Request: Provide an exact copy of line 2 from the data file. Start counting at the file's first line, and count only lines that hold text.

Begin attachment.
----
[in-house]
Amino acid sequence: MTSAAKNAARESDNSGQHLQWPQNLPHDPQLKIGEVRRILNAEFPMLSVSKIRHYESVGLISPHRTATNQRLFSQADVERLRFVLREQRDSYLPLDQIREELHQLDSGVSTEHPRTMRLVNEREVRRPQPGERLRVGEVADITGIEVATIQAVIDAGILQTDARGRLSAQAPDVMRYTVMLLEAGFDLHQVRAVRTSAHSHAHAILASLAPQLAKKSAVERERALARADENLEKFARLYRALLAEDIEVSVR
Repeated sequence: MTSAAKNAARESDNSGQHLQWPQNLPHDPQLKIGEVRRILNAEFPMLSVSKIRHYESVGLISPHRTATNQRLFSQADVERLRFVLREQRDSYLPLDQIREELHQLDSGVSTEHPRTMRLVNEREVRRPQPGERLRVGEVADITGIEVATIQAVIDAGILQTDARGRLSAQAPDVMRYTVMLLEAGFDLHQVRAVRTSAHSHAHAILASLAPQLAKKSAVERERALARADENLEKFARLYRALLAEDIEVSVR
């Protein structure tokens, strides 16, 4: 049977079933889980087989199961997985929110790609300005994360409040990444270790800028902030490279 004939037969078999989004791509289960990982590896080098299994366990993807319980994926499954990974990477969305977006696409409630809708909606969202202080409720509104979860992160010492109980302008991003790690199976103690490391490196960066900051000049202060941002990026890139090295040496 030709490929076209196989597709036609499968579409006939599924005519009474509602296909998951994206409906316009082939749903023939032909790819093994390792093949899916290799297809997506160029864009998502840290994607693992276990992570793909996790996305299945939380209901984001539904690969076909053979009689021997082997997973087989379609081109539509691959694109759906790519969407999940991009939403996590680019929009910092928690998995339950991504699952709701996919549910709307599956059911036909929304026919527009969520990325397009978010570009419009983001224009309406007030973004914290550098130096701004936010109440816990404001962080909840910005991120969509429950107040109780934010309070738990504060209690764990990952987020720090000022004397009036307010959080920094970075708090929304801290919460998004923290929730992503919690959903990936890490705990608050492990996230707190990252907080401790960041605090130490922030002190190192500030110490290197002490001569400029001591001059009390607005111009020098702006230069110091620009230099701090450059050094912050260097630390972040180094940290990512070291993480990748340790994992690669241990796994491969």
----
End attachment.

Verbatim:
Amino acid sequence: MTSAAKNAARESDNSGQHLQWPQNLPHDPQLKIGEVRRILNAEFPMLSVSKIRHYESVGLISPHRTATNQRLFSQADVERLRFVLREQRDSYLPLDQIREELHQLDSGVSTEHPRTMRLVNEREVRRPQPGERLRVGEVADITGIEVATIQAVIDAGILQTDARGRLSAQAPDVMRYTVMLLEAGFDLHQVRAVRTSAHSHAHAILASLAPQLAKKSAVERERALARADENLEKFARLYRALLAEDIEVSVR